- Took vital signs, triaged patients, and assisted with every aspect of patient care in a fast-paced urgent care unit
- Helped transfer and transport patients by bed, cart, and wheelchairs. Received 98% positive feedback from patient satisfaction surveys
- Conducted proper charting and documentation for patients electronic medical record via ELMS with a 12% lower than average error rate
As you can see, this experience section is much more impactful. It talks about the candidate’s job responsibilities *and* it demonstrates how good they are at what they do. Numeric achievements especially can really add to your credibility. Here are some additional ideas to add:
- Number of patients you work with a day
- Number of tests you ran per day
- % of positive feedback
These can all help demonstrate what kind of environment you’re used to working in and how much you’re used to handling.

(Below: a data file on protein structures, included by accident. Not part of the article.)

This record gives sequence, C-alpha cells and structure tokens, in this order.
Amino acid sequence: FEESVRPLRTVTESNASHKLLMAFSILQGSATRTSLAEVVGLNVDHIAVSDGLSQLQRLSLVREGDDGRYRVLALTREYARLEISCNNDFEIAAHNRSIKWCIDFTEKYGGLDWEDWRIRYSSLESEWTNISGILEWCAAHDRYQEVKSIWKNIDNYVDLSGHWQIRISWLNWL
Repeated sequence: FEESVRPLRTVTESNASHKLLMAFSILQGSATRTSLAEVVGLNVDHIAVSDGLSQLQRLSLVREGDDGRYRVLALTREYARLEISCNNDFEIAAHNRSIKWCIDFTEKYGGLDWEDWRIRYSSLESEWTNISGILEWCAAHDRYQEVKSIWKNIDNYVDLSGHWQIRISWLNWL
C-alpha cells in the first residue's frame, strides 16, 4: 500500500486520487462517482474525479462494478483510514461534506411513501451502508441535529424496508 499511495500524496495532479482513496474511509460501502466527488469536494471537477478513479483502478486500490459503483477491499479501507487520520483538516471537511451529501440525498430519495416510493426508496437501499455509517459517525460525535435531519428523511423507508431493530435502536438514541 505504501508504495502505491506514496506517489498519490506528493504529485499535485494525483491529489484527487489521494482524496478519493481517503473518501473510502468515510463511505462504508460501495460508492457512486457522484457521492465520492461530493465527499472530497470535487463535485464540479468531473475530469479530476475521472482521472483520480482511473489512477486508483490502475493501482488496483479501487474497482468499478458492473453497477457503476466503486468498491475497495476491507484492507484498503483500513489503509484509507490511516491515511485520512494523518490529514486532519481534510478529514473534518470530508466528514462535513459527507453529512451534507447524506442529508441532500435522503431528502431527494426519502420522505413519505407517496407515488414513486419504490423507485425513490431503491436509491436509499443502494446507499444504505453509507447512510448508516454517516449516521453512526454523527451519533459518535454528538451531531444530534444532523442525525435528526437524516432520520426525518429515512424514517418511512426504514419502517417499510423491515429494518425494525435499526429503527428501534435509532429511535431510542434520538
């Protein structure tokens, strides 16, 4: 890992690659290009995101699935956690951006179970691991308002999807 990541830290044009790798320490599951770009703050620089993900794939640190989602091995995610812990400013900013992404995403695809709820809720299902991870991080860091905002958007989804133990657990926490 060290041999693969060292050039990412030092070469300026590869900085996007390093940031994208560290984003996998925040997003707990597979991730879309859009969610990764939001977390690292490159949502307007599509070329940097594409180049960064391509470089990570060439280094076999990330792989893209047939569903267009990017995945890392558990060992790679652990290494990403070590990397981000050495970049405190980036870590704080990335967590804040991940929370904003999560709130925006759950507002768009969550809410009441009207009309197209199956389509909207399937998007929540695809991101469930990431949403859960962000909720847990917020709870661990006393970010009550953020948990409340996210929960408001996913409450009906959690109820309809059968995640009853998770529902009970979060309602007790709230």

What are the differences between a resume objective and summary? Where do I use which?
If you’re wondering if you should write a resume objective or a resume summary, don’t worry. You’re not alone. Many people struggle with which to write.
The good news is, you can’t *really* go wrong with either. No one will look at your resume and go, “Oh. They wrote an objective instead of a summary. We can’t hire this person.” That’s just not how it works.
That being said, there’s still a way to determine which one would be better to include. Here are the differences between the two.
A resume objective is centered around the job seeker’s goal. They’re concise—just a few sentences—and are normally tailored to the job you’re applying to. Typically, resume objectives are better suited for recent grads or people with little to no experience.
A resume summary, on the other hand, focuses on your top skills and career accomplishments. It uses your past experience to demonstrate why you’re the best fit for the job. Instead of focusing on the job searcher’s needs, it focuses more on the employers needs.